The Nevada Board of Education has proposed anti-bullying legislation — on top of the regulations already in place — that gets as specific as possible in case anyone is confused as to who you can and cannot bully.
The thing is no one is allowed to bully already — and rightfully so.
The addition to existing anti-bullying regulations would help protect Nevada’s transgender student population.
According to the Las Vegas Review-Journal:
The proposed regulation would require districts to allow students to have their preferred name used during graduation and other ceremonies; would allow students to pick the cap and gown combination appropriate to their gender identity; and would require districts to take steps to prevent discrimination, harassment, bullying and cyberbullying of transgender students.
However — according to stopbullying.gov — the existing anti-bullying laws in the state of Nevada already prohibit bullying based on the following:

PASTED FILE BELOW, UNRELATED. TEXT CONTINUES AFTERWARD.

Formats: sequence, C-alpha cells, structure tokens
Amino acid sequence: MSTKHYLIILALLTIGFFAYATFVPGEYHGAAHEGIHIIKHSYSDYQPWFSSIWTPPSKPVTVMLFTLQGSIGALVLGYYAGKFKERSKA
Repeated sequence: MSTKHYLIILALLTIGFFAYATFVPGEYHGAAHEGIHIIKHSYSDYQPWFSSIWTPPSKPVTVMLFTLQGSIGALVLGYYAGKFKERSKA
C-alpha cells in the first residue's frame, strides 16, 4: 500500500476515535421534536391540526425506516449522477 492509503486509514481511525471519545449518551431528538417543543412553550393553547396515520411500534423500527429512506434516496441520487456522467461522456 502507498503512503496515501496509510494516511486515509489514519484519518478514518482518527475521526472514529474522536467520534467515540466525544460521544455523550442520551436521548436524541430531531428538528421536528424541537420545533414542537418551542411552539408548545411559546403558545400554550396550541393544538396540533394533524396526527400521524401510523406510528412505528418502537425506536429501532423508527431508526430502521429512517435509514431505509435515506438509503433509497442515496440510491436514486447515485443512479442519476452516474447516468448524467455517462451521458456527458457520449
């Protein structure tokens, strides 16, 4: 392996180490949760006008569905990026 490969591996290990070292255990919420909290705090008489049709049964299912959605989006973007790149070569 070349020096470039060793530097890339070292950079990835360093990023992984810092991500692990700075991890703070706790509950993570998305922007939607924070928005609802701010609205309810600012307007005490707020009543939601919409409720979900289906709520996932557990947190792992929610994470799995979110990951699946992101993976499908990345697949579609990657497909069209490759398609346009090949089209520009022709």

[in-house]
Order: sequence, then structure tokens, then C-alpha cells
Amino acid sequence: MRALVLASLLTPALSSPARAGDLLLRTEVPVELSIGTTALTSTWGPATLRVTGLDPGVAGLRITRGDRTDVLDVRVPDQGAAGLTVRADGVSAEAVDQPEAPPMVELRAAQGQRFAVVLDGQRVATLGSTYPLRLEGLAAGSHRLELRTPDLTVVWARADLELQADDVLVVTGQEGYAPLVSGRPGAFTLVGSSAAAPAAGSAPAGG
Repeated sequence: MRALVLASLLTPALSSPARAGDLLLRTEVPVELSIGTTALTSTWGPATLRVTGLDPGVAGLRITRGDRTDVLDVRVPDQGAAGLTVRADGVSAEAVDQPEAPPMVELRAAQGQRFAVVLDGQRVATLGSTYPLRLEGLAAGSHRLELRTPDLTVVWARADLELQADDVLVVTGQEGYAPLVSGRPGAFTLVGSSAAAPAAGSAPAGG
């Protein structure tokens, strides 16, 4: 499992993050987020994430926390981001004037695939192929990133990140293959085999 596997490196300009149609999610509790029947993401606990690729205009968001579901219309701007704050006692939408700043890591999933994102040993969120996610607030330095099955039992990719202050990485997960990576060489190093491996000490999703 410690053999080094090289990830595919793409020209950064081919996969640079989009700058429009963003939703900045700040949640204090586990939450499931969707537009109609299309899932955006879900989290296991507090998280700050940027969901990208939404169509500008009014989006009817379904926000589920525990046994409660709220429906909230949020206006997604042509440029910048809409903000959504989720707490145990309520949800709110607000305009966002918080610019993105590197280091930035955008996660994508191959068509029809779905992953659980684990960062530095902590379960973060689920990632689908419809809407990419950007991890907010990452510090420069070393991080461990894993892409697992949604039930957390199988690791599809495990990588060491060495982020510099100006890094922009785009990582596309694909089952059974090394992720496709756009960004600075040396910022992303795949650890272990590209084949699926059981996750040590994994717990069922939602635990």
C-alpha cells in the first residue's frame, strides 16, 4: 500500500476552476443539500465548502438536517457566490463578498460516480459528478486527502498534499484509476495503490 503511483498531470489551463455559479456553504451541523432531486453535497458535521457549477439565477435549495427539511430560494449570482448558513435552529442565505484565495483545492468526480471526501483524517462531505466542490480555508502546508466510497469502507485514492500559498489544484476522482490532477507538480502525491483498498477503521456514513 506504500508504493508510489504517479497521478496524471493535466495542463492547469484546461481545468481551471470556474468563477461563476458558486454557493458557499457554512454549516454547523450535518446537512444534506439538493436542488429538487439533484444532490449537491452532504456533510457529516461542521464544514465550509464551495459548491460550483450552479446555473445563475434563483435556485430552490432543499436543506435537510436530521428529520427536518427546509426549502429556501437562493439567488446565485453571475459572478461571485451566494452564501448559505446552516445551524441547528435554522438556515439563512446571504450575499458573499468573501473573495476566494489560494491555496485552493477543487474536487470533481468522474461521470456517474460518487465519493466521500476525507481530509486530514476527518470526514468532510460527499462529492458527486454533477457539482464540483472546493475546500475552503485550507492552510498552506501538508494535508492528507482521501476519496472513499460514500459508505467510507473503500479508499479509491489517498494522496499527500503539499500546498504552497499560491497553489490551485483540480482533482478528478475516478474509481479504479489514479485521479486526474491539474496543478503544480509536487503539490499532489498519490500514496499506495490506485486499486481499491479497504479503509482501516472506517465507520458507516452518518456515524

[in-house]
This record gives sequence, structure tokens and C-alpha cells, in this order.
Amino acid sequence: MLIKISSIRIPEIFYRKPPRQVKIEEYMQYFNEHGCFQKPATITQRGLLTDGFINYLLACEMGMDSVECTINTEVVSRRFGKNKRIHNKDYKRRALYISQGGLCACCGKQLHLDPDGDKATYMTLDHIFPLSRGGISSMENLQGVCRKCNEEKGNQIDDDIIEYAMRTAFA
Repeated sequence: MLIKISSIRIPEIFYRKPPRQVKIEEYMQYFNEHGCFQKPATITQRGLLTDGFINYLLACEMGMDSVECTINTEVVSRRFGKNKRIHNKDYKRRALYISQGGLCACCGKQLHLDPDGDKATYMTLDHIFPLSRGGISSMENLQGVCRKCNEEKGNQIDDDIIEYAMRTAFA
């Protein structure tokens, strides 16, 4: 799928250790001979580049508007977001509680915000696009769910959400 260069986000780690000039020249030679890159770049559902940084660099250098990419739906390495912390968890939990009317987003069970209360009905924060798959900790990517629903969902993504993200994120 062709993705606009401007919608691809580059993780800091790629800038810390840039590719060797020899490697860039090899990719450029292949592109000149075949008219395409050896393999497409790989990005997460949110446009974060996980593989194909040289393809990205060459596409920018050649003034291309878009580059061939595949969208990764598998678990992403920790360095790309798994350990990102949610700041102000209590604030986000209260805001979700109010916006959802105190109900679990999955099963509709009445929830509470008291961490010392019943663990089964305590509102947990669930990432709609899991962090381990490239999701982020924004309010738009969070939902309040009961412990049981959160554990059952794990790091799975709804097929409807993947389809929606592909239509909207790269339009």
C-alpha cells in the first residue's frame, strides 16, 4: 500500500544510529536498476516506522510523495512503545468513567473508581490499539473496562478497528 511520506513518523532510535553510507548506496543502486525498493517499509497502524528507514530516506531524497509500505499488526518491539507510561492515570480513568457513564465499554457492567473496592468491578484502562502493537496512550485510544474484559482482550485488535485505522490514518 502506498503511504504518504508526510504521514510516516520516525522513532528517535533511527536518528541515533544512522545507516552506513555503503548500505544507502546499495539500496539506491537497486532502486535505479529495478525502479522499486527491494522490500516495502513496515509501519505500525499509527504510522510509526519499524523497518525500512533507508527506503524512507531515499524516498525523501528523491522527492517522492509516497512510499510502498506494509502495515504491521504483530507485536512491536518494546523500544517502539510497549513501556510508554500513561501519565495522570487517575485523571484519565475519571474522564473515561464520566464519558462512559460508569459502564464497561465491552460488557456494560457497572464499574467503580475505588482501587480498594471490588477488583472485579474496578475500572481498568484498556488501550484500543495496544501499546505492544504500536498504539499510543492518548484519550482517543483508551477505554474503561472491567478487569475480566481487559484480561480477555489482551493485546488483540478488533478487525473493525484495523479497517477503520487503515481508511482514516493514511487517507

- Actual or perceived race
- National origin
- Gender identity or expression
- Physical or mental disability of a person
- Any other distinguishing characteristic or background of a person
- Association of a person with another person having one or more of those actually or perceived characteristics
Why not just make a blanket law stating no bullying, period? Also, if “gender identity or expression” is already included in existing education, why the need to single out transgendered people?
You could probably save time and money by listing who the state allows to be bullied — which is no one.
“Frankly, I feel like it’s right. It’s the right thing to do as well for our kids,” Nevada State Superintendent of Instruction Steve Canavero said on Friday. “Don’t think we’re not hearing you by not just stopping the process. We hear you, but we also have a commensurate responsibility in the legal sense as well.”
This possible addition to the existing anti-bullying regulations is merely for the state to be as specific as possible in order to cover themselves legally. This is most likely just in case someone comes forward and says, ‘You guys didn’t mention my demographic specifically. I’m going to sue the state for discrimination.’